Johnathan Lyman

Johnathan Lyman

Johnathan Lyman
My name is Johnathan Lyman and I am an engineer at Papertrail, a huge Apple nerd and semi-regular blogger. I enjoy bubble tea way too much and find Farming Simulator relaxing. Find out more.

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2014 – 2018 Johnathan Lyman. Made with and in Seattle.
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Working on a mega VPS benchmark comparison post, this time also including Vultr, MNX, VPSServer.com, Dreamhost, and Lightsail in addition to Digital Ocean and Linode. Any others I should consider?

Linode vs Digital Ocean: A Three-Round VPS Benchmark Showdown

A few days ago, Digital Ocean announced new pricing tiers for their VPSes (affectionately called Droplets). I’ve been a fan of Digital Ocean’s offerings for a long time. Compared to other popular VPS provider Linode, there seemed like there was only one choice as Digital Ocean’s pricing ran 2x for almost everything.

Now that they’re the same price, I think it’s about time they faceoff in a set of sysbench benchmark tests.

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Posted on in Programming, Reviews, Technology 0

If you haven’t moved off Google Chrome, yet, you should. Here’s how to get your bookmarks over to Firefox: https://support.mozilla.org/en-US/kb/import-bookmarks-google-chrome
I’ve made so many alterations to the underpinnings of my blog over the last few years that a lot of my content has lost its categorization or could be better categorized. This is something I hope to clear up in the next couple weeks.

From Matt O’Brien at the Washington Post: If you look at what bitcoin actually does, though, it’s more like digitized nostalgia for a pre-modern past where money was discovered rather than printed, economics was a simple subject where markets never failed, and you never had to trust anyone you didn’t know. It works, then, the way libertarians think things should—which is to say not at all.
For Micro Monday, I wanted to share a blog I find fascinating and full of nerdy info. Julia Evans of jvns.ca is in my short list for regular reading. If you’re a programmer, this is a must read blog. #micromonday
Syd Wachs at Raptitude is spot on: “By taking a whole year to go deeper instead of wider, you end up with a rich but carefully curated collection of personal interests, rather than…mostly-dormant infatuations…”

On Developing a WordPress Theme

A few weeks ago I started the process of moving this blog over to WordPress from Ghost—and I talked about why I did that in a previous post—so now that I’ve made the change, the next natural step felt like talking about how I developed a theme for the first time.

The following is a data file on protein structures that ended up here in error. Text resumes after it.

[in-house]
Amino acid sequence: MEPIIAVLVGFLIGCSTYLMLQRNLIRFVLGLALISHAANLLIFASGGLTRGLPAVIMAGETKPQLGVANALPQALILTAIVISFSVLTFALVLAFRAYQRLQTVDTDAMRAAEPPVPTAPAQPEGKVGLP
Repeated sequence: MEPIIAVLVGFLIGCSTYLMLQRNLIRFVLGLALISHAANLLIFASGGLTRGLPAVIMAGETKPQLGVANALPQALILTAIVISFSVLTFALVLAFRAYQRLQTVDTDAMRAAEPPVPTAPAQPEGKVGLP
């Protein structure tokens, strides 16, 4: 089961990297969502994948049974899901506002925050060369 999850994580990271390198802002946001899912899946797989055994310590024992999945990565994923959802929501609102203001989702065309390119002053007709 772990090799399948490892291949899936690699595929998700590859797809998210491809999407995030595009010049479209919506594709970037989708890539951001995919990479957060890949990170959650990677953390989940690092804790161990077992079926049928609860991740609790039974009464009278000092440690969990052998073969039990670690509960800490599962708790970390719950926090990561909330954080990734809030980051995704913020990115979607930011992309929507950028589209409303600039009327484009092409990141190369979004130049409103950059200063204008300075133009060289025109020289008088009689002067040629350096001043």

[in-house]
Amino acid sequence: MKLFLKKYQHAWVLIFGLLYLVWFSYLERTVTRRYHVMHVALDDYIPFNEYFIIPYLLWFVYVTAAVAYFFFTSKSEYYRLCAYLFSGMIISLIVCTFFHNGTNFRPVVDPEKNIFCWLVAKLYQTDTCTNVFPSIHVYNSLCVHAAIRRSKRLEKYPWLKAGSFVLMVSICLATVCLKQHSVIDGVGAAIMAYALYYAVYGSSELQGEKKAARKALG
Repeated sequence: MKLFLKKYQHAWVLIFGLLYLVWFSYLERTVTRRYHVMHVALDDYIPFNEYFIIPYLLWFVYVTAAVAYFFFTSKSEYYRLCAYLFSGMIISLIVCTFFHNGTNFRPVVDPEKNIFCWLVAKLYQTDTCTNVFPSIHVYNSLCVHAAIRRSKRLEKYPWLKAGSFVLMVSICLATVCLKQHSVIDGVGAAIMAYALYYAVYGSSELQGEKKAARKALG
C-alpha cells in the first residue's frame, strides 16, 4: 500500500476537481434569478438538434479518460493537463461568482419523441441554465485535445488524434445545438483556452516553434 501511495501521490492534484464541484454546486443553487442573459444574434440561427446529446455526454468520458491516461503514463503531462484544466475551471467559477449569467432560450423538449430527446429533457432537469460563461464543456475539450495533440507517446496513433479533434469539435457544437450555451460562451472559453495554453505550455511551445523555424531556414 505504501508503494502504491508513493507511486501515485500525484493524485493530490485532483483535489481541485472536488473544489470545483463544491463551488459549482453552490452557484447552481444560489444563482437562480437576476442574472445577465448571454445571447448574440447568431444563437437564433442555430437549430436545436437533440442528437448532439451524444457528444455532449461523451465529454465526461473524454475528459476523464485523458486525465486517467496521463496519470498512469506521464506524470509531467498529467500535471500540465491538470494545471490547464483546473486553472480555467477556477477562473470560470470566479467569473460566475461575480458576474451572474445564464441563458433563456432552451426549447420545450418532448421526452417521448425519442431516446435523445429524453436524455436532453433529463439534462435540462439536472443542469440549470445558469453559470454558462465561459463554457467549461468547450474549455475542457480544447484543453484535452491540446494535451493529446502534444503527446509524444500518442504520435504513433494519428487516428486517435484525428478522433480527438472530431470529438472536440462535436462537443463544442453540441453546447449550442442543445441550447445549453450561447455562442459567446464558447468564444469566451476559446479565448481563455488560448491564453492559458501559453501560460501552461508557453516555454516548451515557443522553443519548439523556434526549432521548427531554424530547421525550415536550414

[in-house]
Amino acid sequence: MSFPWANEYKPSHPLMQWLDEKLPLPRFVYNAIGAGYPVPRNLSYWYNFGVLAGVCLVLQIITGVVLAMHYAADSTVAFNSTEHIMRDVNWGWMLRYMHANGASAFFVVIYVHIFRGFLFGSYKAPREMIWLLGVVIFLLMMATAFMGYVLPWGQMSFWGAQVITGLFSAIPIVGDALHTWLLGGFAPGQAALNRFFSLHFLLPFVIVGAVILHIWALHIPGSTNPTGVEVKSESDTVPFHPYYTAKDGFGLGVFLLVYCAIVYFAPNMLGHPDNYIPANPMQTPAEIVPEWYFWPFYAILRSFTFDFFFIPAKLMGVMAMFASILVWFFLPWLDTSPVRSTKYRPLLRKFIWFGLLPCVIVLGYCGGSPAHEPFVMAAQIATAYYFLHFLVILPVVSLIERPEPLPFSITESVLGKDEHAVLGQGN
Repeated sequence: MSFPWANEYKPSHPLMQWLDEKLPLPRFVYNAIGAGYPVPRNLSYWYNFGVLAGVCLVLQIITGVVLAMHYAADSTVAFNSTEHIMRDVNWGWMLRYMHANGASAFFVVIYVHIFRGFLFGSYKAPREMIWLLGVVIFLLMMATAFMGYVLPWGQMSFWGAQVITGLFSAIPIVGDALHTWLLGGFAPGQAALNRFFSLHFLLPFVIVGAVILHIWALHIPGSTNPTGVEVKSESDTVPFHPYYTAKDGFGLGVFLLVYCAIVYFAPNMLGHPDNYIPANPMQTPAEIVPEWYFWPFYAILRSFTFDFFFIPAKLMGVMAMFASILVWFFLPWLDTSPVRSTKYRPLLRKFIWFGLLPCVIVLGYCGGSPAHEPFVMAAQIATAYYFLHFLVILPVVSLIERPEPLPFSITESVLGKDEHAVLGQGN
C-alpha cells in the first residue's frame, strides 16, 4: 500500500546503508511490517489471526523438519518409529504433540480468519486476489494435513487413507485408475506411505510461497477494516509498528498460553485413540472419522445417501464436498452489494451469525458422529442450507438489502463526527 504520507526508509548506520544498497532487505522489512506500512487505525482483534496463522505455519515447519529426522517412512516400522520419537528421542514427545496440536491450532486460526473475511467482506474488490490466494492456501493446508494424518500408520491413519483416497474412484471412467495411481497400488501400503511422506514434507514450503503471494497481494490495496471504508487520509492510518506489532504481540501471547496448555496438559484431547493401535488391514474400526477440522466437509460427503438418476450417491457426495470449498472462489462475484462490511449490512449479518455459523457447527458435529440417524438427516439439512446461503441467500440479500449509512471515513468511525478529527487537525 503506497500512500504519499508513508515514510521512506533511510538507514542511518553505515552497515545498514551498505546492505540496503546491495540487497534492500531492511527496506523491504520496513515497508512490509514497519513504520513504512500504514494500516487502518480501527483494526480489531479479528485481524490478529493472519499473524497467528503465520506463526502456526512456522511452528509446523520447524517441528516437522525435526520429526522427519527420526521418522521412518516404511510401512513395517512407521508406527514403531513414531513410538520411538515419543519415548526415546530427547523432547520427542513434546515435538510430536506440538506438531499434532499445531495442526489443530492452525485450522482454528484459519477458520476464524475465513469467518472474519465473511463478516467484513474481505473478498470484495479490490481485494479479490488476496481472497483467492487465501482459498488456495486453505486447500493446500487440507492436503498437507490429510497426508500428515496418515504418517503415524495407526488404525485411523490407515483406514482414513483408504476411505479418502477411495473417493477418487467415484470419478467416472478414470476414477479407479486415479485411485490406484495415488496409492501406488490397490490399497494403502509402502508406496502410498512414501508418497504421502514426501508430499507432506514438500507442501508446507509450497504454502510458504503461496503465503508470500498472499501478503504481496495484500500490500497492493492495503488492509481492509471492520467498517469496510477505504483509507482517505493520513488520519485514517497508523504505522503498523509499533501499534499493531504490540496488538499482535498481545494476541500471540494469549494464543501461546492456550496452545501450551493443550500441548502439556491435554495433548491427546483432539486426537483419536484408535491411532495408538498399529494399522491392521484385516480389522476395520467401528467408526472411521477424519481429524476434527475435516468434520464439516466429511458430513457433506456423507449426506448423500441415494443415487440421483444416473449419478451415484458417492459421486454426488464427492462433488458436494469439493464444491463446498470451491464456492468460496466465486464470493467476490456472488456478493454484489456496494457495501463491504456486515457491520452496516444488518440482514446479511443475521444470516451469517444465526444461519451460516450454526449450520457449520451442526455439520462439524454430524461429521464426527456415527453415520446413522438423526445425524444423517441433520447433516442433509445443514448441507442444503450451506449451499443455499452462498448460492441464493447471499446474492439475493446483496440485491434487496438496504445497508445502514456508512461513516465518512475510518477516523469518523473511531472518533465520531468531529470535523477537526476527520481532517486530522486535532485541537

Yep, I’ve never done this before, and it turned out pretty well… I think.

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Posted on in Programming 0

I’m currently negotiating with a mystery person behind Adobe’s Creative Cloud retention team for free months because I’m considering cancelling and I rarely use the service (read: Photoshop). Am I buying a car right now? It feels like it. (“Let me speak with my manager.”)
When I was working on the current design for johnathan.org, I used Local, a WordPress development environment by the folks at Flywheel. Super easy. I’d recommend it to anyone developing for WordPress in any capacity.
Thanks to inspiration from @manton, starting tomorrow I’m going to try to spend part of my weekdays at local libraries. KCLS has 49 libraries and some are a great distance, so I’ll have to pare down the list, for sure.

From Ghost to WordPress

I did what I never thought I’d end up doing. Over the last month, I’d been contemplating moving away from Ghost as a blogging platform and back to WordPress. Back in June I moved away from WordPress. My original complaints were related to complexity, bloat, and performance. I felt WordPress was becoming too slow and complicated for a simple blog like this one. I watched as Ghost became a more mature and baked tool so I dove in. Wiring up a design for it was a trivial matter, something I greatly appreciate still. The simplicity in design wasn’t enough to keep me, however, along with a few other reasons.

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Posted on in Blog 1

Goals for 2018

It’s easy to look back on the last year and realize all the things that never got done… all the habits that were never broken… all the weight that was never lost… the miles never ran… books never read… but what I find truly hard is looking at what the next year should hold and how to keep myself accountable for it all.

Around this time every year I start lofting these wonderful things I want to do high up into the rafters of my brain and telling myself I’ll pull them down when the time is right and it’ll be spectacular. The reality is more along the lines of forgetting half of them and not doing any of them. One of the ways I hope to combat this is paring the list down to known accomplishable goals—things that I’ve probably done in the past that are reusable for this next year.

My list is split up into three categories: writing, personal enrichment, and health. I felt these were the most pertinent for their own reasons and can have the highest overall impact on my wellbeing and course of life in 2018.

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Posted on in Blog 0



Johnathan Lyman
Kenmore, WA,
United States
 
blogging, design, technology, software, development, gaming, photography